Elsewhere, the department's background note on Sudan also contains a brief reference to the siege, attributing it to "Palestinian terrorists of the 'Black September' organization."
Mideast expert Daniel Pipes wrote in 1994 that, when pro-Israel organizations sought in 1986 to indict Arafat under U.S. law for his role in the Khartoum murders, the State Department "weighed in against such an indictment on the grounds that Arafat and his colleagues would some day be key to settlement of the Arab-Israeli conflict."
After Arafat died, Morton Klein of the Zionist Organization of America urged the Bush administration not to send a representative to the funeral of the man who had ordered the execution of the two U.S. diplomats, "just as the U.S. government will not send a representative to the funerals of Osama Bin Laden or Saddam Hussein one day."
In their 1990 book Inside the PLO, researchers Neil Livingstone and David Halevy wrote that the order to kill the diplomats came first from Arafat's commander Abu Iyad, who by radio from PLO headquarters in Beirut told the hostage-takers: "Remember Nahr al-Bard. The people's blood in the Nahr al-Bard cries out for vengeance. We and the rest of the world are watching you."
Nahr al-Bard (Cold River) was a reference to a terrorist training facility in Lebanon attacked earlier by Israel, and a code phrase ordering the gunmen to execute their hostages.
Noel, Moore and Eid were then taken to the embassy basement and shot. "The terrorists fired from the floor upward, to prolong their agony of their victims by striking them first in the feet and legs, before administering the coup de grace," wrote Livingstone and Halevy.
A few minutes later, PLO headquarters radioed again, they wrote. This time it was Arafat himself, who asked whether the Nahr al-Bard code word had been understood. He was assured the instruction had already been carried out.
Livingstone and Halevy said the radio messages were intercepted by the Israelis and transcripts handed to the State Department.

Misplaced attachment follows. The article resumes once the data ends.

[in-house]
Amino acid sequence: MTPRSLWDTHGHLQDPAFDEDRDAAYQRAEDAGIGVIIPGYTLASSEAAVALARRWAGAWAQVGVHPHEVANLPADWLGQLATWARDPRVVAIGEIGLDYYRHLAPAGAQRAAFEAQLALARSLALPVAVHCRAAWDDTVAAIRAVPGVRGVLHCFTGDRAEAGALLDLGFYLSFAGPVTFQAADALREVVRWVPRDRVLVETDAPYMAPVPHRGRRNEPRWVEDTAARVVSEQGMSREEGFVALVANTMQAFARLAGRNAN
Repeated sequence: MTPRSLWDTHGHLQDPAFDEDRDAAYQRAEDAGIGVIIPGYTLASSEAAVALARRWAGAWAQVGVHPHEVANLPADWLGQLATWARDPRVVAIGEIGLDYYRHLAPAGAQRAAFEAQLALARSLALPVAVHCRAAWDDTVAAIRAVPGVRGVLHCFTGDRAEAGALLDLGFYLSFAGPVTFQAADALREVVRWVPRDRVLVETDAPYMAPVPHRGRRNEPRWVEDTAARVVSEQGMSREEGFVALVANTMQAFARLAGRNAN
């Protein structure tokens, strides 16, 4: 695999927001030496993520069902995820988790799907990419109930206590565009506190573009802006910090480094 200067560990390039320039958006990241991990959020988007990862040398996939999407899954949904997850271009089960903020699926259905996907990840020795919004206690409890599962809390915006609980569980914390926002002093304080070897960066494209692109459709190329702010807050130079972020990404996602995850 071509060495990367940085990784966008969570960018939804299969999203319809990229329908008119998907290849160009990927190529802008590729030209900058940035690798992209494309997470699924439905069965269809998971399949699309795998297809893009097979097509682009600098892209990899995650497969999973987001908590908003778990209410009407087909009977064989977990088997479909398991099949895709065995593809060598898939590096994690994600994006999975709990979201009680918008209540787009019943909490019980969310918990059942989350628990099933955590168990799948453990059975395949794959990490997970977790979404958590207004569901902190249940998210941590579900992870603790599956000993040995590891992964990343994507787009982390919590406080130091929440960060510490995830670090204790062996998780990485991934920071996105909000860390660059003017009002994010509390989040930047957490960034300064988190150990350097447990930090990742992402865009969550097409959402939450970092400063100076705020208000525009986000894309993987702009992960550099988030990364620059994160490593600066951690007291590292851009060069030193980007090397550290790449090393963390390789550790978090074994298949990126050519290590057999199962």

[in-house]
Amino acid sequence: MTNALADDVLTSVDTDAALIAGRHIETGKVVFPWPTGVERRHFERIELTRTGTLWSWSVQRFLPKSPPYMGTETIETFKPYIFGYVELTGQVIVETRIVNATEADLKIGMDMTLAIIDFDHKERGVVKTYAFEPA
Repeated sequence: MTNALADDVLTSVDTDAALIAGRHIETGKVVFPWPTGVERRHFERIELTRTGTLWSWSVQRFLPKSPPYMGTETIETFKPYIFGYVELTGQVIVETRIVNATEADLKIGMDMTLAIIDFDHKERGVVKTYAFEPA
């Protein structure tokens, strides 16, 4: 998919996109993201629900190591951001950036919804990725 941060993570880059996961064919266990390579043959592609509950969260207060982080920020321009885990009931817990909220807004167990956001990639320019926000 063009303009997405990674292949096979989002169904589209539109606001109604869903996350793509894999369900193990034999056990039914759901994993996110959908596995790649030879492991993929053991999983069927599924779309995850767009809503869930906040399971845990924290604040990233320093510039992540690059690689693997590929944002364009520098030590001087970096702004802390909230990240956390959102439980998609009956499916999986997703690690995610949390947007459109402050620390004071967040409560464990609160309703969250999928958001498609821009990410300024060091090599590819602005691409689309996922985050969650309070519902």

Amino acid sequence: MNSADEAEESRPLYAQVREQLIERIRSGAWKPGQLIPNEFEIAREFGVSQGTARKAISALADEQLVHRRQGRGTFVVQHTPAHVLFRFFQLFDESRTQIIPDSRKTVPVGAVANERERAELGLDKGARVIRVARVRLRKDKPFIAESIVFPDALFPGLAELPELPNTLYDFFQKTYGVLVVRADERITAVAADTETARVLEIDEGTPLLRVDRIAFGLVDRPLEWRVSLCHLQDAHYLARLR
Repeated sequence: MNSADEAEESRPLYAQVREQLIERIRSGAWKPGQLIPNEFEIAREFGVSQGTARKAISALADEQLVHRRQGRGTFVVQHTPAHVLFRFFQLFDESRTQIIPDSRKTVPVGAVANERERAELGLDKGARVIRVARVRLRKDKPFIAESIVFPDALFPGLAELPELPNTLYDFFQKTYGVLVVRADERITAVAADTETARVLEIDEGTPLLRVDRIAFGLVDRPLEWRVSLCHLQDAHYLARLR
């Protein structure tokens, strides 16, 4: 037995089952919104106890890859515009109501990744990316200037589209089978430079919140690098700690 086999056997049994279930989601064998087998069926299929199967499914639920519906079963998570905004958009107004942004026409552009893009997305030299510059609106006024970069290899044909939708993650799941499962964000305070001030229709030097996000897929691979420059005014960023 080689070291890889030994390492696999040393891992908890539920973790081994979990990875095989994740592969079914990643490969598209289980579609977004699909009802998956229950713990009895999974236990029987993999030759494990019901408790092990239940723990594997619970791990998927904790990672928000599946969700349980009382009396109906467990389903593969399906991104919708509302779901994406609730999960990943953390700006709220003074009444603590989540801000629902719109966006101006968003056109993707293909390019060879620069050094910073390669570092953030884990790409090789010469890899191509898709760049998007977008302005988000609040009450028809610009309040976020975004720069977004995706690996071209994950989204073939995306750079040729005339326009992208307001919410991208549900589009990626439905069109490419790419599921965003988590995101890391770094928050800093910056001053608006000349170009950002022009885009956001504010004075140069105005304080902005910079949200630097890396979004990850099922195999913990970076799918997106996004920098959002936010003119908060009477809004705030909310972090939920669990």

The terrorists surrendered to the Sudanese, who released two of them for "lack of evidence."
After the other six were interrogated, Sudanese vice president Mohammed Bakir said of the terrorists: "They relied on radio messages from Beirut Fatah headquarters, both for the order to kill the three diplomats and for their own surrender Sunday morning."
The six later went on trial, during which the commander, Salim Rizak, told the Sudanese court: "We carried out this operation on the orders of the Palestine Liberation Organization and should only be questioned by that organization."
In June 1973, they were found guilty of murdering the three diplomats and sentenced to life imprisonment. Hours later the Sudanese government commuted their sentences to seven years and flew them out of the country, handing them over to the PLO.
The Nixon administration downgraded relations and withdrew its new ambassador to Khartoum -- Cleo's successor -- in protest.
After Nixon resigned, the Ford administration began a step-by-step process of normalization relations with Khartoum.
The documents released on Monday include official correspondence showing how Washington expressed its dissatisfaction to Sudan, withdrew its envoy, and subsequently moved to restore diplomatic ties to normal.